If you’re a teen heading off to explore a Vern-nian wonderland, a more powerful wingman to have at your side than even The Rock is composer Andrew Lockington. Truly burrowing onto the scene with 2008’s “Journey To the Center of the Earth,” Lockington impressed with his ability to conjure a wide-eyed sense of orchestral wonder for these kid-friendly re-jigs of their parent’s fantasy classics. Now after a slightly more foreboding tour through “The City of Ember,” Lockington returns to the “Journey” series with his most impressive score yet. Just don’t expect any hints of life-imperiling darkness that Bernard Herrmann gave to the 1961 Ray Harryhausen stop-motion extravaganza, as this is the kind of CGI effects movie where no one really gets hurt (unless you count everything living on the Island at the climax). But that innocence is also a big reason for the immense charms of this child-friendly franchise, for which Lockington pours on as much musical suspense and spectacle as possible with his sweeping, thematically-powered orchestra- its “Stargate”-like resonance powered once again by that score’s orchestrator Nicholas Dodd. Like its wide-eyed, enthusiastic young hero, Lockington just can’t wait to get to the next choral revelation of a lost city or giant bee, unabashedly pulling out the symphonic stops- and just as easily achieving emotional intimacy with a haunting female voice. Adding to the exotic sense of musical discovery is drumming brought by Lockington from the Cook Islands and the wilds of Papua New Guinea. His enthusiasm comes together for a dynamite climax for electric percussion, a Carmina Burana chorus and full-throttle London players with a suspenseful last-second save by the Nautilus- easily one the action cues to beat this year. The series’ next journey to the Moon can’t come soon enough for Lockington’s exponentially growing ability at bringing classic literary wonders to cinematic life. Bonus points go to The Rock’s golden throat for his playful takedown on the most overused Hawaiian song of all time, as well as bringing a Las Vegas wink to its actual lyrics, complete with a big band.


An undead knight is out for Kratos-level payback in this fantasy RPG, and it’s up to Grant Kirkhope to go Medieval with a far more mature bit of musical creature-trouncing than he’d dealt with in such previous child-friendly games as “Grabbed By the Ghoulies” and “Banjo Kazooie.” Thankfully for Kirkhope’s sake, “Kingdom”’s warrior will have everything on his lethal list of grievances except for this score, as Kirkhope does “Reckoning”’s wrath proud with an exhilarating soundtrack that plays like equal parts “Lord of the Rings” and “Star Wars” – minus much of the dirge-like bits that go along with a grim quest. It’s an E-rated vibe for an M-game in the best way, going for a thematically grand sense of wonder and excitement. Performed with bold power by the City of Prague Philharmonic Orchestra, Kirkhope’s music dexterously ranges from vocal enchantment to imposing brass payback. But it’s during the cliffhanging thrills and spills that “Reckoning” really soars, music that conjures a battle with TIE Fighters far more than it does dealing vengeance to some blood-crazed ogre. If anything, Grant Kirkhope scores these “Kingdoms” like the music a twelve year-old hears in his head while playing Dungeons and Dragons- a sound that’s fantasy-analogue in its winning attitude.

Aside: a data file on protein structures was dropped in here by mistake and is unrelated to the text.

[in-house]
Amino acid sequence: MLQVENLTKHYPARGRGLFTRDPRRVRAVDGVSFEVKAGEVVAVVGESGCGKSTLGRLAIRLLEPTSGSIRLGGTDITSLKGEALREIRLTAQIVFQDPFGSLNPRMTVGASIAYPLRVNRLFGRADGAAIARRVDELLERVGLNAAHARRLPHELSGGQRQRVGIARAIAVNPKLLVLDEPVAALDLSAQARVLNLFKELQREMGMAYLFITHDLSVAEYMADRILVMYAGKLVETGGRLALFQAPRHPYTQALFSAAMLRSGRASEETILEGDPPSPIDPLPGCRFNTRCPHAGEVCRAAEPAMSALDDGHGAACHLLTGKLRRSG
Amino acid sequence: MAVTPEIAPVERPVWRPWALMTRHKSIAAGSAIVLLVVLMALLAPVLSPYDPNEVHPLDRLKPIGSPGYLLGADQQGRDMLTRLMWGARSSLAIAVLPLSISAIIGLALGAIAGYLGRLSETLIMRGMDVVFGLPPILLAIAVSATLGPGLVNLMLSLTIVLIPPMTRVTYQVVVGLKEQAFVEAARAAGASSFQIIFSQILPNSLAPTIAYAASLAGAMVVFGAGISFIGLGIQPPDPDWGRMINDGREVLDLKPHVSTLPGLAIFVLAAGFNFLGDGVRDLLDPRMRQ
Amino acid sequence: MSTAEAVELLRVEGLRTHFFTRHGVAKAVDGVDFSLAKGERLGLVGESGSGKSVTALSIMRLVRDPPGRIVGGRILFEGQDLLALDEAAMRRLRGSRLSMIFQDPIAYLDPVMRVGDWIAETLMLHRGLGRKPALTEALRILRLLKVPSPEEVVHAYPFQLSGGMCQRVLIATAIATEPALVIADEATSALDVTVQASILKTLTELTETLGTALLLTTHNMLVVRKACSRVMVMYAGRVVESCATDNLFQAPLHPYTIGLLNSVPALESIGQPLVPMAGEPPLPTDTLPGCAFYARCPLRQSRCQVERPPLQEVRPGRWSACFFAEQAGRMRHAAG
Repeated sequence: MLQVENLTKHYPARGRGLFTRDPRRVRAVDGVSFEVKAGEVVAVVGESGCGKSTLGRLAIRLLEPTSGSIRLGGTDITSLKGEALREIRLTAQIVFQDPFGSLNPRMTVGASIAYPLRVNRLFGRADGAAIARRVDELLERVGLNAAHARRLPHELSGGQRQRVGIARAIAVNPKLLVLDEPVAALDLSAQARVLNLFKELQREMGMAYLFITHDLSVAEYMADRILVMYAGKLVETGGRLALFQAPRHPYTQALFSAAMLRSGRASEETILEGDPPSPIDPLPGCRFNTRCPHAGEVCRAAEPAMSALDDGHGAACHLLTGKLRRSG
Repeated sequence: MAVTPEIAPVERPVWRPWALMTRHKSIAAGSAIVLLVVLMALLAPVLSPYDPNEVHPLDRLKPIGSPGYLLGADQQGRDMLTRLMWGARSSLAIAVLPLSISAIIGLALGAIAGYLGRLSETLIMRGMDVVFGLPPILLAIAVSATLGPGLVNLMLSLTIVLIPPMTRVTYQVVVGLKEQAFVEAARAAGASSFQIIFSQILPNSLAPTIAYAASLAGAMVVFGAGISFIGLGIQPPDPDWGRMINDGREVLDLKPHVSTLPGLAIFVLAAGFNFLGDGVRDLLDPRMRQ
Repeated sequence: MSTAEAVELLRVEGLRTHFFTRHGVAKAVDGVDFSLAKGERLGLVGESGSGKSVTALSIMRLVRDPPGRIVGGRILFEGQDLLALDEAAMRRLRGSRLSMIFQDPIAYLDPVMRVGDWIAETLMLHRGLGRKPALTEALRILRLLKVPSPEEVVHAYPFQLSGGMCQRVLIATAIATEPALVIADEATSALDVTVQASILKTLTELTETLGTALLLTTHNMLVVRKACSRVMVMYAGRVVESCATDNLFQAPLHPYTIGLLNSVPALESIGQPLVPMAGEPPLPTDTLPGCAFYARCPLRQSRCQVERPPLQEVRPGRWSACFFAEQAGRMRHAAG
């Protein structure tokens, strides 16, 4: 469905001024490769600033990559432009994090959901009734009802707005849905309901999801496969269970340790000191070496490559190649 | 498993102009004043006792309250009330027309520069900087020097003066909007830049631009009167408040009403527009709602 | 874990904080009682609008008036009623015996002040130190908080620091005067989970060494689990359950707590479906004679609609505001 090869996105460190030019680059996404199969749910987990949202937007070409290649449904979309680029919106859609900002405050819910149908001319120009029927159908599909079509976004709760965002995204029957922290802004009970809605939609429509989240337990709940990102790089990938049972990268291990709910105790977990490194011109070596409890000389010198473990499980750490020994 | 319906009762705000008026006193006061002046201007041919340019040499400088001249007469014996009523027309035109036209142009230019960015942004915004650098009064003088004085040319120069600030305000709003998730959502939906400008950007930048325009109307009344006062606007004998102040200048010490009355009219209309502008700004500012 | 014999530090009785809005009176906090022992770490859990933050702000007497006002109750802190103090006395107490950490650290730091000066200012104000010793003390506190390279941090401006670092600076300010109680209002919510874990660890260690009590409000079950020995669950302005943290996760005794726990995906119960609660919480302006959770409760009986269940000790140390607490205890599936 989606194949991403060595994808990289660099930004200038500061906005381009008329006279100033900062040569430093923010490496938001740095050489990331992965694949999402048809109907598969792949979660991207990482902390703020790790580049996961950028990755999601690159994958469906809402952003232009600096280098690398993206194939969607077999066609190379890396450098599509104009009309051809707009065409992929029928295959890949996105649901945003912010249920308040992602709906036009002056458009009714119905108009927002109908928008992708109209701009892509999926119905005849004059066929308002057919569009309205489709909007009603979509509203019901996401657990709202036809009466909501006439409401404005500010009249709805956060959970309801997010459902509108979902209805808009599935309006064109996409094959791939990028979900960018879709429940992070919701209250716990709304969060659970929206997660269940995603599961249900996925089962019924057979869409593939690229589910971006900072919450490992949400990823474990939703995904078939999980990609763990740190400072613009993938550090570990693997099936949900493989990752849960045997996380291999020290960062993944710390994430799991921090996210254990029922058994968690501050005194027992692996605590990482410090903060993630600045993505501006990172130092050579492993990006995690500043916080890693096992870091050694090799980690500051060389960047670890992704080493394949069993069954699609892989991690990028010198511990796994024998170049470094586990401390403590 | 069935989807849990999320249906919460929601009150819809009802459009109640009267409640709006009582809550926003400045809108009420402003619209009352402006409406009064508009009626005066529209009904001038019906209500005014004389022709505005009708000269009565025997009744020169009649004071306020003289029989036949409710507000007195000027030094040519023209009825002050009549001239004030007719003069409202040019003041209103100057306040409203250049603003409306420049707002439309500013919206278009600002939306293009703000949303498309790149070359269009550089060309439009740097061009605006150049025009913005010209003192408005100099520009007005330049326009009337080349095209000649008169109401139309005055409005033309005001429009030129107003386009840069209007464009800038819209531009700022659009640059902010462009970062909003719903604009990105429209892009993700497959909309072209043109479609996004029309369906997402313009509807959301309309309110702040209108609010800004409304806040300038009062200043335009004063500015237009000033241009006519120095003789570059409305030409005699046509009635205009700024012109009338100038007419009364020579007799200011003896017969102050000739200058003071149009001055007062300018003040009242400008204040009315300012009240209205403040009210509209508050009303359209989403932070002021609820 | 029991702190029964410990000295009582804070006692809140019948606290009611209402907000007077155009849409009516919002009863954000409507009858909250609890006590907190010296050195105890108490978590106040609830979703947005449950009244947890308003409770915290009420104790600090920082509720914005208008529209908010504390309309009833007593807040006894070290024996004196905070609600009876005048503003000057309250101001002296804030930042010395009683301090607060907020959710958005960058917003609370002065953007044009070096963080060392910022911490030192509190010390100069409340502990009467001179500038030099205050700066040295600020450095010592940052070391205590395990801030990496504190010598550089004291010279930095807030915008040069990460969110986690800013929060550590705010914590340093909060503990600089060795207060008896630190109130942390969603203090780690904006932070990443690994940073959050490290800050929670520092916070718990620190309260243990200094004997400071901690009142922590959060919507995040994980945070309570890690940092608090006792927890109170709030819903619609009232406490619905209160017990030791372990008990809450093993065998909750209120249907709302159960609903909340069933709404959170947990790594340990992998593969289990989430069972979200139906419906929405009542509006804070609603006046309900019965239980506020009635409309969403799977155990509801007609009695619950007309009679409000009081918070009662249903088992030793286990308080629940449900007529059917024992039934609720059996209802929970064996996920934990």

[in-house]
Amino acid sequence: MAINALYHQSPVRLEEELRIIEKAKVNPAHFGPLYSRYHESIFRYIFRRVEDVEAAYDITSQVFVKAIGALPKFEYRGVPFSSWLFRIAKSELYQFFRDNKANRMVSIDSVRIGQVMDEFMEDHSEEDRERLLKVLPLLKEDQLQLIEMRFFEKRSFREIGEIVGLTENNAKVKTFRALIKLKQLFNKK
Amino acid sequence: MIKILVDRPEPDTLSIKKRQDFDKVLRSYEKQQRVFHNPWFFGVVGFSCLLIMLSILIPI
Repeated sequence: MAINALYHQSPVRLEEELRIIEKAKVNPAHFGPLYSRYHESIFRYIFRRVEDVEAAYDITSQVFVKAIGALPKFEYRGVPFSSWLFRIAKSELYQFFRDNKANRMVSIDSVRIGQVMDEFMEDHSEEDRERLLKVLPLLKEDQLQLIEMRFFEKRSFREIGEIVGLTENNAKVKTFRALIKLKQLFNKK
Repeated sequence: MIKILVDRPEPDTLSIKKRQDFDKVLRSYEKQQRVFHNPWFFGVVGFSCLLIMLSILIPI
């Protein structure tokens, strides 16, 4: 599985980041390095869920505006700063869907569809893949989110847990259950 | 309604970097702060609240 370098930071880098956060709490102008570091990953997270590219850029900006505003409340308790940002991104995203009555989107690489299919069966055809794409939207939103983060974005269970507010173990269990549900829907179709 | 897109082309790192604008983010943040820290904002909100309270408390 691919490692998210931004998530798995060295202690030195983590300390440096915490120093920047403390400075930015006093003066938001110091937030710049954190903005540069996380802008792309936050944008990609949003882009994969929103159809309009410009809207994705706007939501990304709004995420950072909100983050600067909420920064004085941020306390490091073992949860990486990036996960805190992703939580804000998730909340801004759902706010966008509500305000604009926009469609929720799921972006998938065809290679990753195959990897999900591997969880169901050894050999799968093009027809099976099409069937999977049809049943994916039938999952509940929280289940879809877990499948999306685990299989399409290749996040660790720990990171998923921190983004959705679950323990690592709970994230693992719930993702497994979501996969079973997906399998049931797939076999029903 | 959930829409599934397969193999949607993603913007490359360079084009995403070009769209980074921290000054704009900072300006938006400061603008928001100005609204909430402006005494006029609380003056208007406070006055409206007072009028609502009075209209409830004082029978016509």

When Americans hear “Spaghetti Western,” Ennio Morricone stands as the lone gunslinger. But thanks to Italy’s Beat Records label, other practitioners of this mythic, self-referential craft are getting their time in the sagebrush spotlight, especially Francesco De Masi. While his one English-language modern martial arts oater would be “Lone Wolf McQuade,” De Masi was as prolific as Morricone on their home turf with the likes of “Arizona Colt,” “Any Gun Can Play” and “Ringo, The Lone Rider.” Beat now unleashes a De Masi fusillade in the genre (far from the only one practiced), two bullets of which include “Massacre At Marble City” and “Lone and Angry Man” (or respectively “Alla Conquista Dell’Arkansas” and “Una Bara Per Lo Sceriffo”). While Morricone, De Masi and their many compatriots watered their horses at the same musical trough, each composer set their pasta apart. In De Masi’s case, it’s with sturdy, Hollywood-style orchestrations that are more conventional, and no less thrilling for it (or “more Tiomkin than Morricone” as the composer’s son Filippo sums it in his appreciative liner notes). “Arkansas”’ bold symphonic action quickly defines no-nonsense heroism with a throttling theme and angry percussion, along with such effective musical conventions as a wearily played harmonica, an Indian drumbeat and a jaunty choral melody that trumpets its avenging gunslinger angel to the heavens. De Masi is completely reverential in terms of musical good and evil, no more so than with an “Angry Man,” whose fate is to die with gun in hand. He gets it with a throatily memorable title song by Peter Tavis, once again accompanied by a swooning chorus. De Masi clops along with harmonica in mouth, a handily strumming guitar, baleful horn and even some subtle rock nuances, his vengefully swirling orchestral theme nicely bringing to mind Elmer Bernstein and John Barry. Both De Masi scores are terrifically fun, if not outright revelations for those who didn’t know he rode the range. Thanks to Beat for showing us there was another Spaghetti sheriff in soundtrack town.